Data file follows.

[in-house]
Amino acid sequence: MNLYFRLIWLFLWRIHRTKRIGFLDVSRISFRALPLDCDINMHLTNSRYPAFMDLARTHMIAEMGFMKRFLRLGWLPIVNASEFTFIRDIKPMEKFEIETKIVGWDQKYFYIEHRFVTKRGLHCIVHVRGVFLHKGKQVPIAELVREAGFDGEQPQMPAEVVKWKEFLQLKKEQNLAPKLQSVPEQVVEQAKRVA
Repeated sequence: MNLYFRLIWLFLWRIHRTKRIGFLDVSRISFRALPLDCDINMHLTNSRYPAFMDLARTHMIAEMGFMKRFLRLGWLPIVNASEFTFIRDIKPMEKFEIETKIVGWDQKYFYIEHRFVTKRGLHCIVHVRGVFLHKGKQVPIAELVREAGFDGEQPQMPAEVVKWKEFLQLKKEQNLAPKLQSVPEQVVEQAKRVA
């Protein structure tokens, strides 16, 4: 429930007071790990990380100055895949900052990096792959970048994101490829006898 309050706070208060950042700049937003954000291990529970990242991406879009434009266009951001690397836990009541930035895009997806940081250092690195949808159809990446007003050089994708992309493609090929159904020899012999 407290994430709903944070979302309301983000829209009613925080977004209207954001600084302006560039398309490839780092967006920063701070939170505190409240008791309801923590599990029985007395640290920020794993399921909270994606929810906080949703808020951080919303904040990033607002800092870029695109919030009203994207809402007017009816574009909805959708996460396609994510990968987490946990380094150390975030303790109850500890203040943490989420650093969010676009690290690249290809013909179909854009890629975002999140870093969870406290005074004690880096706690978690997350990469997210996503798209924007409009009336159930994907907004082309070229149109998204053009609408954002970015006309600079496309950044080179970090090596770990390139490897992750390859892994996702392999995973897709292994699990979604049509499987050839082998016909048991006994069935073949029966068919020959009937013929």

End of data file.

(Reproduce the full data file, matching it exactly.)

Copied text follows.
[in-house]
Amino acid sequence: MNLYFRLIWLFLWRIHRTKRIGFLDVSRISFRALPLDCDINMHLTNSRYPAFMDLARTHMIAEMGFMKRFLRLGWLPIVNASEFTFIRDIKPMEKFEIETKIVGWDQKYFYIEHRFVTKRGLHCIVHVRGVFLHKGKQVPIAELVREAGFDGEQPQMPAEVVKWKEFLQLKKEQNLAPKLQSVPEQVVEQAKRVA
Repeated sequence: MNLYFRLIWLFLWRIHRTKRIGFLDVSRISFRALPLDCDINMHLTNSRYPAFMDLARTHMIAEMGFMKRFLRLGWLPIVNASEFTFIRDIKPMEKFEIETKIVGWDQKYFYIEHRFVTKRGLHCIVHVRGVFLHKGKQVPIAELVREAGFDGEQPQMPAEVVKWKEFLQLKKEQNLAPKLQSVPEQVVEQAKRVA
């Protein structure tokens, strides 16, 4: 429930007071790990990380100055895949900052990096792959970048994101490829006898 309050706070208060950042700049937003954000291990529970990242991406879009434009266009951001690397836990009541930035895009997806940081250092690195949808159809990446007003050089994708992309493609090929159904020899012999 407290994430709903944070979302309301983000829209009613925080977004209207954001600084302006560039398309490839780092967006920063701070939170505190409240008791309801923590599990029985007395640290920020794993399921909270994606929810906080949703808020951080919303904040990033607002800092870029695109919030009203994207809402007017009816574009909805959708996460396609994510990968987490946990380094150390975030303790109850500890203040943490989420650093969010676009690290690249290809013909179909854009890629975002999140870093969870406290005074004690880096706690978690997350990469997210996503798209924007409009009336159930994907907004082309070229149109998204053009609408954002970015006309600079496309950044080179970090090596770990390139490897992750390859892994996702392999995973897709292994699990979604049509499987050839082998016909048991006994069935073949029966068919020959009937013929």